A Polarized Colombia Heads to the Polls


On Sunday, Colombia will hold a run-off election to determine who will lead the country as the first elected president since its historic peace deal was signed. Despite multiple global headlines insinuating that the fate of the agreement hinges on the outcome, investors should feel optimistic as we head into the final vote - the country has been tested by the contentious peace process and an incredibly polarizing election - through all of which it has maintained a steady course.

The country’s first-round vote, held at the end of May, saw right-leaning Ivan Duque garner a strong majority, but not enough to surpass the 50% required to win outright. He will now face-off against progressive Gustavo Petro, the first major leftist candidate the traditionally conservative country has put forth in decades. Centrist candidate Sergio Fajardo finished in a close third in the first round, with nearly 24% of the vote - He and fellow centrist, Humberto de la Calle, had refused to establish a coalition that likely would have seen Fajardo take second place instead of Petro. This, in turn, would have been more likely to unite the left-wing vote and present a real challenge to Duque in the run-off. Fajardo has since refused to endorse either candidate, instead announcing that he will cast a blank vote, leaving his supporters up for grabs.

 

Increasingly Polarized, In Search of the Middle

A former rebel himself, Petro will have a difficult time winning over Fajardo’s centrist votes to overcome Duque. Ahead of the run-off, he has attempted to position himself as the candidate in favor of the peace accord, hoping to galvanize young Fajardo voters who otherwise would have no reason to cast a vote for him. It’s likely this is too little, too late, however - his support of the peace process was already well-established ahead of the first-round, and as Duque has increasingly issued reassurances that the treaty won’t be torn up, Petro’s single-issue focus in the final days of campaigning may hurt him. Exiting President Santos’ low approval rating is largely a result of Colombians feeling that he focused too much on the peace deal and not enough on the country’s issues of unemployment, taxes, and economic growth. That in and of itself reveals that the country is ready to move on from the violence that has plagued it for half a century. Voters are more concerned about substantial policy issues, namely the economy and unemployment, and it is here that Petro and Duque differ drastically. Petro still carries with him a largely negative image, and it is likely that many voters will end up casting a vote not in direct support of Duque, but against Petro.

Duque, meanwhile, is now facing the strongest liberal swell the country has seen since the start of the civil war, and a nearly equal level of support for Farjardo shows that while the electorate may be split along the terms of the peace deal, a huge swathe of the population feel very strongly about keeping it in place - Duque has responded by softening his tone to win over these centrist voters, emphasizing that his outspokenness against the deal relates to its terms, and not its core. Nobody wants 8,000 people back in the mountains - whoever is elected to lead the country knows there is no going back, and will focus on maintaining stability and forging ahead by focusing on socioeconomic policies. Duque may continue to espouse a tougher rhetoric on former guerrillas accused of war crimes, but when push comes to shove, he will let the process be.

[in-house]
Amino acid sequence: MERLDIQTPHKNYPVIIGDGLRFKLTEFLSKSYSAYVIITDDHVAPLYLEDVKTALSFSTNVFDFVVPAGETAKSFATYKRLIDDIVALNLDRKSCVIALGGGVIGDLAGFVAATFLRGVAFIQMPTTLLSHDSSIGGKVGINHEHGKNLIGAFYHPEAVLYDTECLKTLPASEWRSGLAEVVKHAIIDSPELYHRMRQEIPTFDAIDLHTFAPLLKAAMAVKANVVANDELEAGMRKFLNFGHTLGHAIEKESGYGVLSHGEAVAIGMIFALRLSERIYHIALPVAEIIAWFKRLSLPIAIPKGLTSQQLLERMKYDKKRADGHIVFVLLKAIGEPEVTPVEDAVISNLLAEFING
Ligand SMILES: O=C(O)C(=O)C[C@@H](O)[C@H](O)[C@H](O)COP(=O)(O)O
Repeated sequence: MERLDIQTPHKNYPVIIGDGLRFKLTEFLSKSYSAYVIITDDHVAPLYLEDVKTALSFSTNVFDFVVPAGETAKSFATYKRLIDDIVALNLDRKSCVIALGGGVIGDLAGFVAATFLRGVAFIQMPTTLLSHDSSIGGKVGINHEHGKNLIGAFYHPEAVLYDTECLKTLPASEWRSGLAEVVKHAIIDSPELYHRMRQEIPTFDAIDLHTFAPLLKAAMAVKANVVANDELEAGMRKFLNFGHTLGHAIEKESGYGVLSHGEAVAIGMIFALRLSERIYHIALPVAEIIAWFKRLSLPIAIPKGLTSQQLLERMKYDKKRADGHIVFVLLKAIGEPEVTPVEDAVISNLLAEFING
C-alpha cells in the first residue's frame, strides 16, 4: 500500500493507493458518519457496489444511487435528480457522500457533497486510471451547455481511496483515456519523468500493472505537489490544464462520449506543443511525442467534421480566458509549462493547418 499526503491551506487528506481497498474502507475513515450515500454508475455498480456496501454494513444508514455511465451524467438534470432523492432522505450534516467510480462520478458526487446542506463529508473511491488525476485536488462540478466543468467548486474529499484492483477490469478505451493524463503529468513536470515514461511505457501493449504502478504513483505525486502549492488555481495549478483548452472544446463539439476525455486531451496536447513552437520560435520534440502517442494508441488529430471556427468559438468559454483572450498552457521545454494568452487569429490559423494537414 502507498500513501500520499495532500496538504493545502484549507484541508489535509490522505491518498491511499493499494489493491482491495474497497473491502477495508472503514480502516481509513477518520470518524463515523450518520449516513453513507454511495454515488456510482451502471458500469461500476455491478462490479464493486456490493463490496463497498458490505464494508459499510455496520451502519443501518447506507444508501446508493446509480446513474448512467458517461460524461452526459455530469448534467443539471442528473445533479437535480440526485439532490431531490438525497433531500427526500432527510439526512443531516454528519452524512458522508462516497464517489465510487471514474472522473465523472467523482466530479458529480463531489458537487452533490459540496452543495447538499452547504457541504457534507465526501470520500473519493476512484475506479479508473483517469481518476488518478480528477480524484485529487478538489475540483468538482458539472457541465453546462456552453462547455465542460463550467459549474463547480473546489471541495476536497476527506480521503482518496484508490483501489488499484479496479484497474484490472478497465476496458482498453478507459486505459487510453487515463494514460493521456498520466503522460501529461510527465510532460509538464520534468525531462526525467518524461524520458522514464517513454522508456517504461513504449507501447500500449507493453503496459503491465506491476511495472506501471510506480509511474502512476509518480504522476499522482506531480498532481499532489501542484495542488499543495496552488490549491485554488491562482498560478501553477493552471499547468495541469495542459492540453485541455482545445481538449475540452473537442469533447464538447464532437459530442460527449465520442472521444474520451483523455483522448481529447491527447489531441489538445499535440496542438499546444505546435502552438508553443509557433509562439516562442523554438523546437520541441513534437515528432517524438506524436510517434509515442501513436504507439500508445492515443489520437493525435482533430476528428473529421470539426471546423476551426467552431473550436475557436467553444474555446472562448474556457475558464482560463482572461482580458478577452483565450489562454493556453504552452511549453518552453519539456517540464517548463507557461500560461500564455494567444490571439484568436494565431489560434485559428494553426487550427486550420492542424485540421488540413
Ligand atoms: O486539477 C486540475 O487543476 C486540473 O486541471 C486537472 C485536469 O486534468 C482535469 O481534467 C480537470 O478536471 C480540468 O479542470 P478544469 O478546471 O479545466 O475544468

Sharp Economic Differences

While neither candidate has put forth a fully-fledged economic policy, Duque represents a very traditional outlook - having campaigned heavily on issues of economic growth and unemployment, he would undoubtedly seek to continue along the path the country has been trending towards in recent years.  In contrast to Petro, who has proposed a ban on open-pit mining and shifting state-run oil company Ecopetrol towards a renewable energy platform, Duque would likely look to shore up the country’s primary industries and decrease taxes for foreign investors. Exactly how such tax cuts would be implemented without raising the ire of the country’s revenue agencies remains to be seen, but Duque would bring with him the full support of Congress, where the right-wing holds a strong majority. Petro, meanwhile, with his talk of land reform and a proposal to focus more on renewables and agriculture than on natural resources, has worried investors. As the country has continued to stabilize since signing the 2016 peace accord, Petro represents the unknown, and that harkening of instability will do him no favors.

 

While Colombia’s polls are historically inaccurate, they decisively predicted Duque’s first-round run, and recent polls continue to cast him as the clear favorite to win the presidency in the June 17th run-off. It is also worth noting that even if Petro pulled out a surprise upset, his proposed policies have no real chance of being passed, due to the strong majority opposition in Congress. Regardless of who emerges victorious on Sunday, however, investors have good reason to be confident - the country’s biggest hurdle was signing the 2016 deal and navigating the choppy waters of implementing it since. With its strongest test gradually receding from the forefront of politics, this bodes well for the country’s future economic outlook.

 


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